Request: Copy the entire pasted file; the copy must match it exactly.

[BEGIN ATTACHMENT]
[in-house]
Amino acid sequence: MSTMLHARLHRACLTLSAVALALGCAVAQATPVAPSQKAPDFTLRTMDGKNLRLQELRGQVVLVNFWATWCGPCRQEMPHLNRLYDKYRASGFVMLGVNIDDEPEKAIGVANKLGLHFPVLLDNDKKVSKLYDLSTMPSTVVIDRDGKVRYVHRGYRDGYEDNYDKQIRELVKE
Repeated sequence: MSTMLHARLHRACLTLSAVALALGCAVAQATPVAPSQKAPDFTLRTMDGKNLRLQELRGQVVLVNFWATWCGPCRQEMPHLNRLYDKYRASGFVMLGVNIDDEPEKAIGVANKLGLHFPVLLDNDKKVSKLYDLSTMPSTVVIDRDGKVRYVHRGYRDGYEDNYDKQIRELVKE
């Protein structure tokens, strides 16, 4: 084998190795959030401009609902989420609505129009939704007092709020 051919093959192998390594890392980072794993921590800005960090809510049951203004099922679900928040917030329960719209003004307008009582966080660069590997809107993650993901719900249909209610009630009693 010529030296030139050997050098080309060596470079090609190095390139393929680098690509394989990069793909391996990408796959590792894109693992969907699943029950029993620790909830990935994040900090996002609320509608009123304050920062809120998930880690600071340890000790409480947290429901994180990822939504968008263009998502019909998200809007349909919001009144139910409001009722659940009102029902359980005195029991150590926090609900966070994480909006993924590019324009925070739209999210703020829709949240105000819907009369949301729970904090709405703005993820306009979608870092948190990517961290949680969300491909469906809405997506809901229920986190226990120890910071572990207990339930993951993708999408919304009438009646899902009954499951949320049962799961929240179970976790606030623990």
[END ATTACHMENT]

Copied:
[in-house]
Amino acid sequence: MSTMLHARLHRACLTLSAVALALGCAVAQATPVAPSQKAPDFTLRTMDGKNLRLQELRGQVVLVNFWATWCGPCRQEMPHLNRLYDKYRASGFVMLGVNIDDEPEKAIGVANKLGLHFPVLLDNDKKVSKLYDLSTMPSTVVIDRDGKVRYVHRGYRDGYEDNYDKQIRELVKE
Repeated sequence: MSTMLHARLHRACLTLSAVALALGCAVAQATPVAPSQKAPDFTLRTMDGKNLRLQELRGQVVLVNFWATWCGPCRQEMPHLNRLYDKYRASGFVMLGVNIDDEPEKAIGVANKLGLHFPVLLDNDKKVSKLYDLSTMPSTVVIDRDGKVRYVHRGYRDGYEDNYDKQIRELVKE
């Protein structure tokens, strides 16, 4: 084998190795959030401009609902989420609505129009939704007092709020 051919093959192998390594890392980072794993921590800005960090809510049951203004099922679900928040917030329960719209003004307008009582966080660069590997809107993650993901719900249909209610009630009693 010529030296030139050997050098080309060596470079090609190095390139393929680098690509394989990069793909391996990408796959590792894109693992969907699943029950029993620790909830990935994040900090996002609320509608009123304050920062809120998930880690600071340890000790409480947290429901994180990822939504968008263009998502019909998200809007349909919001009144139910409001009722659940009102029902359980005195029991150590926090609900966070994480909006993924590019324009925070739209999210703020829709949240105000819907009369949301729970904090709405703005993820306009979608870092948190990517961290949680969300491909469906809405997506809901229920986190226990120890910071572990207990339930993951993708999408919304009438009646899902009954499951949320049962799961929240179970976790606030623990």